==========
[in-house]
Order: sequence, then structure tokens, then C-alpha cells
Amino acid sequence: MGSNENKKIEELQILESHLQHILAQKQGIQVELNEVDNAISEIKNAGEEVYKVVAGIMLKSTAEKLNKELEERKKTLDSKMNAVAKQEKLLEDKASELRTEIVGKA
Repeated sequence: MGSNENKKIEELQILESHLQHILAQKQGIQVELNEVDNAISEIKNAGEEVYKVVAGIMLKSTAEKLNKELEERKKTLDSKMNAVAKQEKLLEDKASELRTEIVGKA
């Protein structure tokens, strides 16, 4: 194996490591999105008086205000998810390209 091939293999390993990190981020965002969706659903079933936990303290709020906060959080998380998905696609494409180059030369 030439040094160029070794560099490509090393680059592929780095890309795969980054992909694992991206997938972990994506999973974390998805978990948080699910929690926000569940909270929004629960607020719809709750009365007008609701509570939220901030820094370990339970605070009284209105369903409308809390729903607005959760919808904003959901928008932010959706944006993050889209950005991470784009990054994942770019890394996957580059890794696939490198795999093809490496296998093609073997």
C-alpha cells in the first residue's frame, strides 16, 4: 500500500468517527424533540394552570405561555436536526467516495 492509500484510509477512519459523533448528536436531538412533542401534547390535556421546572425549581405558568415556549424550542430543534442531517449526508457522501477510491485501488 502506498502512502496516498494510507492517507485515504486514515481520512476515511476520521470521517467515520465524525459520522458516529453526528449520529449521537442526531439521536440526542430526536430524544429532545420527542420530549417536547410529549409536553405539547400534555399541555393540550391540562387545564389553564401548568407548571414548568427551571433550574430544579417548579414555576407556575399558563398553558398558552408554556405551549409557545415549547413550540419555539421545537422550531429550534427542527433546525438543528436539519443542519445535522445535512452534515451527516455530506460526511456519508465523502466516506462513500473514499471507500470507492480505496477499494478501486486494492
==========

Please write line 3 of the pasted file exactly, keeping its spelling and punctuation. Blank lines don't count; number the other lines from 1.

Amino acid sequence: MGSNENKKIEELQILESHLQHILAQKQGIQVELNEVDNAISEIKNAGEEVYKVVAGIMLKSTAEKLNKELEERKKTLDSKMNAVAKQEKLLEDKASELRTEIVGKA